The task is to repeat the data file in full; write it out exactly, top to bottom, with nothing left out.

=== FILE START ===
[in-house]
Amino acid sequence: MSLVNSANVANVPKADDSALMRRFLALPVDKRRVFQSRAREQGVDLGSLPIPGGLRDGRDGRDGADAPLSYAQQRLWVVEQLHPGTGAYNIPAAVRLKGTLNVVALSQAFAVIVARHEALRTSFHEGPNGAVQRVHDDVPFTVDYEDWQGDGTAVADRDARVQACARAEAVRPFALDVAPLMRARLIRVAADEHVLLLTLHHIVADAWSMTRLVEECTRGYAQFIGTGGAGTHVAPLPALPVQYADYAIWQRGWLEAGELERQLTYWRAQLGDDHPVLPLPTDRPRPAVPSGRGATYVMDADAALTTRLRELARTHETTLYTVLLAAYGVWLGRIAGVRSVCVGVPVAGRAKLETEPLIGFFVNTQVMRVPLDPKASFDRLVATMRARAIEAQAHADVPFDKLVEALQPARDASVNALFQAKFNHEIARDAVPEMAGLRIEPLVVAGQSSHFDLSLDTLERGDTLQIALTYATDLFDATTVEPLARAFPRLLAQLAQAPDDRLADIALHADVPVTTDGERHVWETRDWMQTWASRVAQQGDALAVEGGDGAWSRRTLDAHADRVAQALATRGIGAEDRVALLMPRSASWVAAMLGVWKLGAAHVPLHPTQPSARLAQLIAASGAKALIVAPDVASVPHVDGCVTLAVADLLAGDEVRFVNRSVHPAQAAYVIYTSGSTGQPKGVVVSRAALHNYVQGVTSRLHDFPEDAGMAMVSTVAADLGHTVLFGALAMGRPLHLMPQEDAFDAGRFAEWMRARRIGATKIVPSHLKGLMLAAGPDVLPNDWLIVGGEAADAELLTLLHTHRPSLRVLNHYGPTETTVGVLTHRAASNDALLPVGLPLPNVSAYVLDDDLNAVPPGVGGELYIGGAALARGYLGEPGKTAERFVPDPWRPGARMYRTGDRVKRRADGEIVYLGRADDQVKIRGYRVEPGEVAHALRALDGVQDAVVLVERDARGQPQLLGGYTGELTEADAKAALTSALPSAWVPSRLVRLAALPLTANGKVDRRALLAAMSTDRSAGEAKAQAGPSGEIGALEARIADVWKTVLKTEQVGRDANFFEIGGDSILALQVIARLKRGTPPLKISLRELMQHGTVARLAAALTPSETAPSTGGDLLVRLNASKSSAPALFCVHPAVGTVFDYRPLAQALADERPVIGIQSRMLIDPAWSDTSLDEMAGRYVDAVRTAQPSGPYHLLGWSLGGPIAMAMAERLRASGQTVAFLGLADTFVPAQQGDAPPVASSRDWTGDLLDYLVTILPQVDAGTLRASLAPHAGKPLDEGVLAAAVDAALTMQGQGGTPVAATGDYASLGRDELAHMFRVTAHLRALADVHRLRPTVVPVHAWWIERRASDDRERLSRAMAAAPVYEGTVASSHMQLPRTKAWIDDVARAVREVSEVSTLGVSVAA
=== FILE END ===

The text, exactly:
[in-house]
Amino acid sequence: MSLVNSANVANVPKADDSALMRRFLALPVDKRRVFQSRAREQGVDLGSLPIPGGLRDGRDGRDGADAPLSYAQQRLWVVEQLHPGTGAYNIPAAVRLKGTLNVVALSQAFAVIVARHEALRTSFHEGPNGAVQRVHDDVPFTVDYEDWQGDGTAVADRDARVQACARAEAVRPFALDVAPLMRARLIRVAADEHVLLLTLHHIVADAWSMTRLVEECTRGYAQFIGTGGAGTHVAPLPALPVQYADYAIWQRGWLEAGELERQLTYWRAQLGDDHPVLPLPTDRPRPAVPSGRGATYVMDADAALTTRLRELARTHETTLYTVLLAAYGVWLGRIAGVRSVCVGVPVAGRAKLETEPLIGFFVNTQVMRVPLDPKASFDRLVATMRARAIEAQAHADVPFDKLVEALQPARDASVNALFQAKFNHEIARDAVPEMAGLRIEPLVVAGQSSHFDLSLDTLERGDTLQIALTYATDLFDATTVEPLARAFPRLLAQLAQAPDDRLADIALHADVPVTTDGERHVWETRDWMQTWASRVAQQGDALAVEGGDGAWSRRTLDAHADRVAQALATRGIGAEDRVALLMPRSASWVAAMLGVWKLGAAHVPLHPTQPSARLAQLIAASGAKALIVAPDVASVPHVDGCVTLAVADLLAGDEVRFVNRSVHPAQAAYVIYTSGSTGQPKGVVVSRAALHNYVQGVTSRLHDFPEDAGMAMVSTVAADLGHTVLFGALAMGRPLHLMPQEDAFDAGRFAEWMRARRIGATKIVPSHLKGLMLAAGPDVLPNDWLIVGGEAADAELLTLLHTHRPSLRVLNHYGPTETTVGVLTHRAASNDALLPVGLPLPNVSAYVLDDDLNAVPPGVGGELYIGGAALARGYLGEPGKTAERFVPDPWRPGARMYRTGDRVKRRADGEIVYLGRADDQVKIRGYRVEPGEVAHALRALDGVQDAVVLVERDARGQPQLLGGYTGELTEADAKAALTSALPSAWVPSRLVRLAALPLTANGKVDRRALLAAMSTDRSAGEAKAQAGPSGEIGALEARIADVWKTVLKTEQVGRDANFFEIGGDSILALQVIARLKRGTPPLKISLRELMQHGTVARLAAALTPSETAPSTGGDLLVRLNASKSSAPALFCVHPAVGTVFDYRPLAQALADERPVIGIQSRMLIDPAWSDTSLDEMAGRYVDAVRTAQPSGPYHLLGWSLGGPIAMAMAERLRASGQTVAFLGLADTFVPAQQGDAPPVASSRDWTGDLLDYLVTILPQVDAGTLRASLAPHAGKPLDEGVLAAAVDAALTMQGQGGTPVAATGDYASLGRDELAHMFRVTAHLRALADVHRLRPTVVPVHAWWIERRASDDRERLSRAMAAAPVYEGTVASSHMQLPRTKAWIDDVARAVREVSEVSTLGVSVAA